More importantly, though, are the criticisms about what the magazine did or did not cover. During my time on the magazine, I did everything possible to bring about a level of diversity, both in talent and in material, than had been there in any time before me. A simple look at some of the names that popped up in top ten writer and artist lists would show that – Gail Simone moved into the top ten writers for the first time, along with names like Christopher Yost, Greg Rucka, James Robinson, and Dan Slott, to name a few of the writers that never saw the list before, and the artists that made their first appearance in the top ten is far larger: Francis Manapul, Sean Philips, Skottie Young, Doug Mahnke, Terry Dodson, J.H. Williams III, Guillem March, Steve Epting, Amanda Conner. Anyone that says that those artists were like the ones traditionally featured in the magazine are either lying or willfully ignorant.

That is just a few of the artists too, and that does not include the top ten of the decade, which featured Mark Bagley, a name that never made the top ten, ever, at No. 2 – and that was after editorial moved him from the top spot. Was he ever one of the hot, trendy names? No, but he defined Spider-Man for a generation, sold more books than any other artist, and was due for some respect.

This also does not include any of the rising talents that first received a push in the Five on the Rise section that I ran for a while in the guide.

Then there are the features I wrote, such as the one on The Wonderful Wizard of Oz, a feature I fought for, going against the traditional scorn for all-ages books. Instead of scorn, this is a series, and its sequels, deserving of as much attention as possible, and I showered it on them, and the creators, wherever possible. There was also some love sent towards Terry Moore in another feature from me, talking about his work on Echo.

Then there was the scrapping of the traditional top ten hot books or top ten artist and writer lists later in my tenure for lists inspired by the creators themselves, such as Fred Hembeck's top ten humor creators of all time, Larry Marder's top ten indie creators list, Gail Simone's artist wish list, the ten Bat-artists that inspired David Finch, the top ten most historically significant comics by comic historian Peter Sanderson, the five female talents to watch for by Gail Simone (or as she called it, "Wizard's She-Beasts of Greatness: Five on the Rise (with Uteruses)"), Mark McKenna's top ten inkers, and many more.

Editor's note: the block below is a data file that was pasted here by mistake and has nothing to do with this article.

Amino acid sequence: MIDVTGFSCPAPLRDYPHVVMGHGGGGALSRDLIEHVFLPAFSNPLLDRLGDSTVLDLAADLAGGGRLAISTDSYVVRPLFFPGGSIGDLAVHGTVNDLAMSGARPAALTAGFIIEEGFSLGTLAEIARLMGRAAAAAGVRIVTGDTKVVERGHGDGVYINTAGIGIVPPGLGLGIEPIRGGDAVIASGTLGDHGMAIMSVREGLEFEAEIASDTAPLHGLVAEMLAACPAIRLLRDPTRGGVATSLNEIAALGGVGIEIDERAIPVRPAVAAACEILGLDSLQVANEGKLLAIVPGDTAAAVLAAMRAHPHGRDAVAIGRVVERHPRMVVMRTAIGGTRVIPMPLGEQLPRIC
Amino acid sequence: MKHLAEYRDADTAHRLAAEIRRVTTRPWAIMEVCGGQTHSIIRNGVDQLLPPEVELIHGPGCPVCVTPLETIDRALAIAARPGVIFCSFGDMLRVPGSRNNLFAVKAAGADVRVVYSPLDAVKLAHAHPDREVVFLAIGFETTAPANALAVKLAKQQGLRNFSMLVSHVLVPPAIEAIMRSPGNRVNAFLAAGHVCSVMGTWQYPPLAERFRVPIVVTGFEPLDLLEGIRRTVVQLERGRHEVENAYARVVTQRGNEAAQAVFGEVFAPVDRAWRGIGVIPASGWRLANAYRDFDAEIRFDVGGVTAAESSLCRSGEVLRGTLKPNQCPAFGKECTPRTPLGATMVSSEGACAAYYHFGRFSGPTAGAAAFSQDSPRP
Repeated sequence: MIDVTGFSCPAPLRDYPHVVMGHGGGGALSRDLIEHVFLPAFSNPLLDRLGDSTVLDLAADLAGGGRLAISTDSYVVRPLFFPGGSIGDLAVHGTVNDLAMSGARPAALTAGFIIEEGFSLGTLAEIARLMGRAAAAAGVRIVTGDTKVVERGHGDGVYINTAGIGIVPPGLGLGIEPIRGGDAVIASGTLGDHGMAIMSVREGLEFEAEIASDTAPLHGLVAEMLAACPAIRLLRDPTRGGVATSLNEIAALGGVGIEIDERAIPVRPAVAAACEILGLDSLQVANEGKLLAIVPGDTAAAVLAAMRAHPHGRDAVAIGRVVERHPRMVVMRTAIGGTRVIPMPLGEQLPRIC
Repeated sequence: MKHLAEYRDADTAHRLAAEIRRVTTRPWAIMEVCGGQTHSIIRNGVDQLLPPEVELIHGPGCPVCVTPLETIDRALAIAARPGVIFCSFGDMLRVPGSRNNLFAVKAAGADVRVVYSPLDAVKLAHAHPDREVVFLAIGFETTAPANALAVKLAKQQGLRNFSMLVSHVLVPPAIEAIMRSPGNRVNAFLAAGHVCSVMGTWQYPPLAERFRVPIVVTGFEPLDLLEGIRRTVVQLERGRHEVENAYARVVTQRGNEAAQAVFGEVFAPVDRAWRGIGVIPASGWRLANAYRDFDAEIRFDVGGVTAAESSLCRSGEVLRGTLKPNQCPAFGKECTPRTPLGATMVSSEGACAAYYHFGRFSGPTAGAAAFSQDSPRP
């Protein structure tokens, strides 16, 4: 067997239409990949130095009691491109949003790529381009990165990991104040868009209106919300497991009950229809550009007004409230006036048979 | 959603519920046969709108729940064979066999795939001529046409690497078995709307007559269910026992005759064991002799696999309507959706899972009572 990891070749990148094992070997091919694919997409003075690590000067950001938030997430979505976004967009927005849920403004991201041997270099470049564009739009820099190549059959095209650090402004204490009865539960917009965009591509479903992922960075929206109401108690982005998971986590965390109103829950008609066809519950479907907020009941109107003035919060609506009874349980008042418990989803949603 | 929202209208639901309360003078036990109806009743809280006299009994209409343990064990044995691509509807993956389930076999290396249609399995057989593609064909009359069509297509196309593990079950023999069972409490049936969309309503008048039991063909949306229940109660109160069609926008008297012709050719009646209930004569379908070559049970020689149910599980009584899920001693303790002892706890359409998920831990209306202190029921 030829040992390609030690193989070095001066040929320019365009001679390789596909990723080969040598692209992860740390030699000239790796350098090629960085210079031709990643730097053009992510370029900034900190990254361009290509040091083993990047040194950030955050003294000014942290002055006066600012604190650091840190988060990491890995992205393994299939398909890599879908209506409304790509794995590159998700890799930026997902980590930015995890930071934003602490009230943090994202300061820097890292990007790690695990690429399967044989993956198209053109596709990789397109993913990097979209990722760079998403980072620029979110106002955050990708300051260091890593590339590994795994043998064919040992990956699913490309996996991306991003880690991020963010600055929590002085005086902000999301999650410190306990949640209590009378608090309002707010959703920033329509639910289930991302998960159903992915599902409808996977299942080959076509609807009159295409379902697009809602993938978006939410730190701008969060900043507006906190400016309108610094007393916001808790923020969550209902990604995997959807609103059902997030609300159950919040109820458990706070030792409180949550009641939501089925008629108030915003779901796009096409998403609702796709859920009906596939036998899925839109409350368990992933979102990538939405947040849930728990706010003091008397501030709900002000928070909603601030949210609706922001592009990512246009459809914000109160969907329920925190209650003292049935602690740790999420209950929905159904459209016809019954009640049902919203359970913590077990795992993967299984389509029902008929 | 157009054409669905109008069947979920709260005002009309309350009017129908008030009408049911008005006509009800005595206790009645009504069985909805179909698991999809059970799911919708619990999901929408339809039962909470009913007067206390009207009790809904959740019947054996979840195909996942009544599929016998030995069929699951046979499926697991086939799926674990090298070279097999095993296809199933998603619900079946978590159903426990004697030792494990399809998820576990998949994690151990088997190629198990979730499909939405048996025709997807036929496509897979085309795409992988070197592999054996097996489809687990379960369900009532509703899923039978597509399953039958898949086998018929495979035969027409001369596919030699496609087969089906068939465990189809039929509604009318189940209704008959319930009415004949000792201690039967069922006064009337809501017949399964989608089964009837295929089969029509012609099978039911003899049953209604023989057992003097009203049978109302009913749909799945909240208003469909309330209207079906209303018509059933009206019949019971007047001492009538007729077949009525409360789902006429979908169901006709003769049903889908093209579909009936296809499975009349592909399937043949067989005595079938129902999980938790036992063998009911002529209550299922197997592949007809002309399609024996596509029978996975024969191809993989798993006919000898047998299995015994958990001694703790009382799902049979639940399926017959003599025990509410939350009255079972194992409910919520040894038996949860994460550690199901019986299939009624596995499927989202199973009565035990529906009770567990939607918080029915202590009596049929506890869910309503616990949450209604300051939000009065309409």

In other words, I did everything possible to promote new names, under-appreciated talents, and books that Wizard traditionally did not cover. I also did not shy away from criticizing books either, as my sections routinely featured negative critiques. One major writer complained to the Powers that Be at Wizard about my criticisms, and about his no longer being in the top ten. He continued to stay out of the list.

Maybe you never noticed the change in tone, but others did – after not doing any form of interview with the magazine in 224 issues and countless specials, Paul Levitz sat down with me for almost an hour to talk about the Legion of Super-Heroes, and the magazine ended up running a six-page spread on the Levitz Era of Legion, something that would have never happened in the past, both in regards to the subjects the magazine covered as well as the subject interviewed.

I am so glad that everyone is enjoying my, and many others', misfortune, but having a legitimate gripe would go a long way, folks.

For those looking for more from me, I had my own site before writing for Wizard, CrucialTaunt.com, which unfortunately I let slide while working for the magazine, along with all the extra meetings and appointments my daughter needed and with graduate school work (currently, I am working on my Masters in Psychology, with my goal being to work with underprivileged children with special needs), but with one door closing it opens another door. A few pieces that never found their way into Wizard, for obvious reasons, are either on the site now or going up there over the next few days. Along with comic talk, there is also sports talk over at CT, and there is also a politics section, as I was a political science major at UVM, and my love of politics is a guilty pleasure. I hope that there is something that you can find over there that you enjoy, but if not, so be it.

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About Rich Johnston

Founder of Bleeding Cool. The longest-serving digital news reporter in the world, since 1992. Author of The Flying Friar, Holed Up, The Avengefuls, Doctor Who: Room With A Deja Vu, The Many Murders Of Miss Cranbourne, Chase Variant. Lives in South-West London, works from Blacks on Dean Street, shops at Piranha Comics. Father of two. Political cartoonist.